Here are four further takeaways from the report and what they mean for temperature records in the future.

Sifting through the records

1. Developed economies screw down on coal. The good news is that 2023 saw the G7 et al. continue to make huge strides away from coal. Primary consumption is now back to 1900 levels. And yet…

2. Global coal consumption has increased. This uptick is particularly striking in Asia, where countries like China and India have seen coal consumption rise to meet growing energy demands. Overall, this accounted for 65% of total emissions increases. 

3. Developed-world progress is an accounting illusion. Yes, advanced economies saw emissions fall another 4.5%, which is great news. But China was again the leading engine of emissions growth and now produces 15% more per capita than the West. Given such a vast population still living in a patchily developed, middle-income country, this reflects the reality of emissions offshoring. China remains the workshop of the world, and it pays for the privilege in its NDC accounts. 

4. Extreme weather makes decarbonisation harder. A key driver of increased fossil fuel reliance was a series of droughts that hit Asia and Africa in 2023. This resulted in a hydroelectric shortfall, which countries infilled with 170 Mt of carbon instead. The already-existing impacts of climate chaos make the technical challenge of mitigation even more difficult.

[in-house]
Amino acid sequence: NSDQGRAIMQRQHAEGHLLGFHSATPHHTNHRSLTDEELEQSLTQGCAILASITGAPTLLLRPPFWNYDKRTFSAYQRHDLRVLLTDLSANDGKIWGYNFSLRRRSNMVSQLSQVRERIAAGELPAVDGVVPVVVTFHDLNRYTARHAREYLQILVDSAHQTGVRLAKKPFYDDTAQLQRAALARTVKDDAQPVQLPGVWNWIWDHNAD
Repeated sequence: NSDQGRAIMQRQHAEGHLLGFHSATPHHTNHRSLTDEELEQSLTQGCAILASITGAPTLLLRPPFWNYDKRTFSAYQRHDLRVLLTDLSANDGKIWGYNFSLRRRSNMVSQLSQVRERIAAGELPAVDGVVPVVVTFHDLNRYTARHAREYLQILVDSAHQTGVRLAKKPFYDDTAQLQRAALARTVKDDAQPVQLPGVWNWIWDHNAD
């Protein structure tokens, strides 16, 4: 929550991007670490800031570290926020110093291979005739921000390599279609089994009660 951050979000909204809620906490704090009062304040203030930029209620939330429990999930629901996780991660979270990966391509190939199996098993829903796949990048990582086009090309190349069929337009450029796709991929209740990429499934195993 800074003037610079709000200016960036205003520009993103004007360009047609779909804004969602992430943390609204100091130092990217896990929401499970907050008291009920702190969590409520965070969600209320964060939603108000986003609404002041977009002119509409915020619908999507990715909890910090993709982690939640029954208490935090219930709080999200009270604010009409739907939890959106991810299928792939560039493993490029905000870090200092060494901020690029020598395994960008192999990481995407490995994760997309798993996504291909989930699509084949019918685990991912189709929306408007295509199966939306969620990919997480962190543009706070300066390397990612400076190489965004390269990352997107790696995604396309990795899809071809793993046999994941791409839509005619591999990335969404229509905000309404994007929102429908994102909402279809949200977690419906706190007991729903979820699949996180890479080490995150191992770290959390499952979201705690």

5. COVID flattered us on climate. Post-COVID reopening in China and a bounce back in air travel highlight just how much the economic disruption of the pandemic made decarbonisation look easier than it actually is. With the last of these lagged dampening effects passing through the system, the world will have to confront a tougher reality in 2024.

2023/24: The crossroads

These figures show us at a crossroads. The data for 2023 is in, and it was not good for climate. The numbers for 2024 remain to be seen. 

There is some good news. A pronounced El Nino effect (one of the top five ever) is winding down, offering some short-term relief on temperatures. An IEA report noted a surge in electric vehicle sales as a beacon of hope and China’s continued rollout of renewables. 

All this only serves to remind us that interpreting our world’s data – in all its complex and contradictory glory – is no easy task. That’s why hindsight is such a pleasure. But we don’t have time to wait for the next set of retrospective records to be handed out. The time to decide what 2024 will mean for the climate is now. 

The next time the world takes out its climate pencil, let’s ensure it’s not another record.

illuminem Voices is a democratic space presenting the thoughts and opinions of leading Sustainability & Energy writers, their opinions do not necessarily represent those of illuminem.

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About the author

Christopher Caldwell is the CEO of United Renewables, where he employs his past experiences as a corporate lawyer, investment banker, and team leader to lead all aspects of the business. Chris holds a degree in business from Trinity College Dublin, an MBA from London Business School, and is currently reading part-time at the Yale Center for Business & the Environment.